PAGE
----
The Steep 100 ultra race was cancelled this year, but Tanya Joy was determined to cover the course alone; it turns out she wasn't always by herself
She’s just 5-foot-2 and 118-pounds, but Tanya Joy has carried a pretty heavy load throughout the years.
Having experiencing trauma early in her life and suffered through two failed marriages, it’s been a rough road for the 44-year-old, and she struggled to find her way.
The biggest blow hit in July of last year when her brother, Jody, took his own life.
“I can’t describe to you just what that was like,” Joy said, who lives in Paradise, but grew up in Freshwater, Placentia Bay. “I just wanted to die.”
But what she thought was the end of the line for her was actually the beginning.
Walking along a trail in Paradise on a crisp evening as the sun hung low in the sky, Joy told The Telegram of how long-distance trail running helped her find her way and transformed her life.
“I absolutely love it. It was exactly what I was looking for and the trails became my healing place,” said Joy, who had been road running on and off for 25 years after having her first child.
“The quietness (of) running in the woods, dodging roots, and the smell of the earth and the trees, the natural beauty …
“It literally lit up my soul.”
After months of doing trail runs of 30 kilometres, then increasing them to 40 and then 50 kms, Joy decided it was time to set the ultimate goal and participate in the Steep100 trail race — a gruelling 100-kilometre trek through the backwoods of the province’s west coast and some of the most challenging terrain in Atlantic Canada. The first of its kind in the province, the race, beginning at the Margaret Bowater Park in Corner Brook, would see runners climb ranges that reach elevations of 13,000 feet.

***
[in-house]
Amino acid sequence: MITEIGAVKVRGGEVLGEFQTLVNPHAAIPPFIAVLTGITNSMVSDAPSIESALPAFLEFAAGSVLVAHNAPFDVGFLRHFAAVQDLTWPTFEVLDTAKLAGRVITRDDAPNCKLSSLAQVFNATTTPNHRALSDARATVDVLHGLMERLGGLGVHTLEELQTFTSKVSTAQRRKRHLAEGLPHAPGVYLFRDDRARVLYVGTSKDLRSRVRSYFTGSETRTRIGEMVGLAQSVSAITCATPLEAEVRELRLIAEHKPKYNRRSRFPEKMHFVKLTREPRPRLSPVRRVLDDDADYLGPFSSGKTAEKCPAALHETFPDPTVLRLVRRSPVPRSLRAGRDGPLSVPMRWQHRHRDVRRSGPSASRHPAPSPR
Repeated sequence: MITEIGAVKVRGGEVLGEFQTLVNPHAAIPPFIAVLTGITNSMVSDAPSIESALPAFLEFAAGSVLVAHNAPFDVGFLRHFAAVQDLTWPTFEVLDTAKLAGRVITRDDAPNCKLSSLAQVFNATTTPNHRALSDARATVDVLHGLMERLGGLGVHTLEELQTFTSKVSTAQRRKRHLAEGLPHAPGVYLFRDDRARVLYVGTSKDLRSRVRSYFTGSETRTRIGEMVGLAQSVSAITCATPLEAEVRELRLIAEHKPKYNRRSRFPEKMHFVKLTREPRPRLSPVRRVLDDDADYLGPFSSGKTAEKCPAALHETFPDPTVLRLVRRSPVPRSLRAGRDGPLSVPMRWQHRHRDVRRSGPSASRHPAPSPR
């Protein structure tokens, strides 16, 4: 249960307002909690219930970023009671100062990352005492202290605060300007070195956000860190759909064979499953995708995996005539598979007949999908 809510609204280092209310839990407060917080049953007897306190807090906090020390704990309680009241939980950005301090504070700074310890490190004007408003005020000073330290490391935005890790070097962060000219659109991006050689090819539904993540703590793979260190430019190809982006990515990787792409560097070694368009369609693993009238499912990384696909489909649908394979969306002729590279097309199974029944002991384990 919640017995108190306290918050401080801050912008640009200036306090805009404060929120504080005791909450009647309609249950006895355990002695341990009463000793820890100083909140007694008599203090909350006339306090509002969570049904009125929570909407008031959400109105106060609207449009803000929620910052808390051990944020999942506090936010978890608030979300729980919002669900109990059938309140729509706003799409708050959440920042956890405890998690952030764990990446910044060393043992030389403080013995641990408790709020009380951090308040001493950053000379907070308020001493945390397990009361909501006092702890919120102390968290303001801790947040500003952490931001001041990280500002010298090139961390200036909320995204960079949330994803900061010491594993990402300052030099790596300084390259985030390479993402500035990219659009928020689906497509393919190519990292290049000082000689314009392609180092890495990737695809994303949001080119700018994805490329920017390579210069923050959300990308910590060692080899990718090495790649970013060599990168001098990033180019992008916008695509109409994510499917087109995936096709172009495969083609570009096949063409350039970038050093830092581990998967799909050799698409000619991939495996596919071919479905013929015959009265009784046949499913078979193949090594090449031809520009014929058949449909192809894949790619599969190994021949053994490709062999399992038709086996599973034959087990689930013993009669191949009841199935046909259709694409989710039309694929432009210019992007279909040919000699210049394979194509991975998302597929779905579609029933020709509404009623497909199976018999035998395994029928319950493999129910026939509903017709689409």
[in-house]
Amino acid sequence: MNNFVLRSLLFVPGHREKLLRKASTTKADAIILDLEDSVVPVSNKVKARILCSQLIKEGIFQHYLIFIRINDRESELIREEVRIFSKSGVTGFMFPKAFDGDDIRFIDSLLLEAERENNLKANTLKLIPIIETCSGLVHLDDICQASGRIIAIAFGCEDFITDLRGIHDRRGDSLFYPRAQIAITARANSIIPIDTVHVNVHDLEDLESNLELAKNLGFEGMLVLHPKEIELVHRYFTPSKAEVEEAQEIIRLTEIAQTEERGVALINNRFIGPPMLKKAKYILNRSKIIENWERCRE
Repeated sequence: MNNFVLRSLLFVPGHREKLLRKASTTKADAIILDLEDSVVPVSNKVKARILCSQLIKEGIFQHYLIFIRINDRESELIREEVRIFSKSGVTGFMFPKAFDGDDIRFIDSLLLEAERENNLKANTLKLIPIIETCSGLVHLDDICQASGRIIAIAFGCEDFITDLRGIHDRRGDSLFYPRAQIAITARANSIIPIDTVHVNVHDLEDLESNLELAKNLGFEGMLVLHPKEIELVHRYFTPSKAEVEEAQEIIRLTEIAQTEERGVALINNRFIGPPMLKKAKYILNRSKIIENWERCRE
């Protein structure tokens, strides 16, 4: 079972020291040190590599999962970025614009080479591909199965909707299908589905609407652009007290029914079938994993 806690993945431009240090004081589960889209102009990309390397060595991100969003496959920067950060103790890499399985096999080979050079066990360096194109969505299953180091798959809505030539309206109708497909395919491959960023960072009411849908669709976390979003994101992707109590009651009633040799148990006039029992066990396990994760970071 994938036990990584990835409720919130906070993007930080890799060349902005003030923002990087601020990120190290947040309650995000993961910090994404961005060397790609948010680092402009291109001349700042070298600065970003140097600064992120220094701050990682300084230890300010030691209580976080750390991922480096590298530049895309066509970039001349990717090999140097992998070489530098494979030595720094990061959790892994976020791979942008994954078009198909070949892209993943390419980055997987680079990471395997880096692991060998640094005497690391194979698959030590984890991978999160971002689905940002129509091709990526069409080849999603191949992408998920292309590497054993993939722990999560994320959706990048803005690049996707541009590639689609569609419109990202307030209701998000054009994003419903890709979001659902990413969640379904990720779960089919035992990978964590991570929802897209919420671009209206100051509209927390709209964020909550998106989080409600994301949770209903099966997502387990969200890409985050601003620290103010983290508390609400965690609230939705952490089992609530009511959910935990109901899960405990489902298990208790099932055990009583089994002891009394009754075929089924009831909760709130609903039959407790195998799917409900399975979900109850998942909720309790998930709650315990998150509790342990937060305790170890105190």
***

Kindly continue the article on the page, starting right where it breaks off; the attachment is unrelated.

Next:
“The quietness (of) running in the woods, dodging roots, and the smell of the earth and the trees, the natural beauty ... . It literally lit up my soul.” — Tanya Joy
She was disappointed when the COVID-19 pandemic forced the cancellation of the race, but Joy decided she was still wanted to do it.
She continued her vigorous training, determined to conquer this quest. She was buoyed by the support of her three children — Erik, 25, and daughters Calista, 19, and Macy, 18 — and her partner David Sturge of Corner Brook, who is the head coach of the Marble Mountain ski team and whom she met while training on the west coast,
“When it got cancelled, I was debating what to do. Should I just do the back 50 Ks? I said no way Tanya, you need to do this …” she said.
“I wanted bigger. I wanted more. I wanted to push myself to see if I was capable of doing it.”
At 6:47 a.m. on Sept. 5, with food, water and a few other supplies in her hydration vest, Joy kissed Sturge at the gate of the park and set off to face the biggest physical challenge of her life.
Running through the woods, up by a pipeline, through a gorge, back trails, through a quarry, by power lines, on mountain-bike trails, a puddle path, on the road and climbing mountains at Steady Brook, she felt fairly strong as she reached the halfway point and started her way back.
“It was absolutely exhilarating,” she said. “I told myself all day that the pain will come … And it did. When it came, it came hard.”
At the 58-kilometre mark, Joy started experiencing severe cramping, but with a friend, Karen Stacey, running that section to help her keep the pace, she managed to get through it.
“They call this the pain cave, when you question what you’re doing. You’re in so much pain, you don’t know if you can bear it. But I was prepared. I knew it would happen and when it did, I wasn’t scared. I just kept trying to eat and drink and keep moving.” — Tanya Joy